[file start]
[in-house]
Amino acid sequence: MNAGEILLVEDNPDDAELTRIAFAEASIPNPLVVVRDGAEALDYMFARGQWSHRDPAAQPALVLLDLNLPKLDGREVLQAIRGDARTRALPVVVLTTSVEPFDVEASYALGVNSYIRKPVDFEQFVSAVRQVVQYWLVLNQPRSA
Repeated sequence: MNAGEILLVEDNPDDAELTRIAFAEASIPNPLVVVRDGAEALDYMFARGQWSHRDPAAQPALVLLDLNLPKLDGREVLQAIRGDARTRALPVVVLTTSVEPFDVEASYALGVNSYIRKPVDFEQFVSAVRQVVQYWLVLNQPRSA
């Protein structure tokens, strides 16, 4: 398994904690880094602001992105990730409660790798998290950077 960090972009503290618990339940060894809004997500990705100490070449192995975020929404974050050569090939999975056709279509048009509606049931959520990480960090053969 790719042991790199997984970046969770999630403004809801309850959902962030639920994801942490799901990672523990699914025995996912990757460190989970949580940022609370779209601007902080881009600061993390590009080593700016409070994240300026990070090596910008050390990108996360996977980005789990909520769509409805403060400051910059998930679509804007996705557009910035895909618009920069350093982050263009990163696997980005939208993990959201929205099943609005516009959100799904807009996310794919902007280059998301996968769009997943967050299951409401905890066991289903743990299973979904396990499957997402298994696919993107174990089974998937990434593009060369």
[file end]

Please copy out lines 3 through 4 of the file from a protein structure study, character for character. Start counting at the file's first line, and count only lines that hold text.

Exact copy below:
Repeated sequence: MNAGEILLVEDNPDDAELTRIAFAEASIPNPLVVVRDGAEALDYMFARGQWSHRDPAAQPALVLLDLNLPKLDGREVLQAIRGDARTRALPVVVLTTSVEPFDVEASYALGVNSYIRKPVDFEQFVSAVRQVVQYWLVLNQPRSA
């Protein structure tokens, strides 16, 4: 398994904690880094602001992105990730409660790798998290950077 960090972009503290618990339940060894809004997500990705100490070449192995975020929404974050050569090939999975056709279509048009509606049931959520990480960090053969 790719042991790199997984970046969770999630403004809801309850959902962030639920994801942490799901990672523990699914025995996912990757460190989970949580940022609370779209601007902080881009600061993390590009080593700016409070994240300026990070090596910008050390990108996360996977980005789990909520769509409805403060400051910059998930679509804007996705557009910035895909618009920069350093982050263009990163696997980005939208993990959201929205099943609005516009959100799904807009996310794919902007280059998301996968769009997943967050299951409401905890066991289903743990299973979904396990499957997402298994696919993107174990089974998937990434593009060369």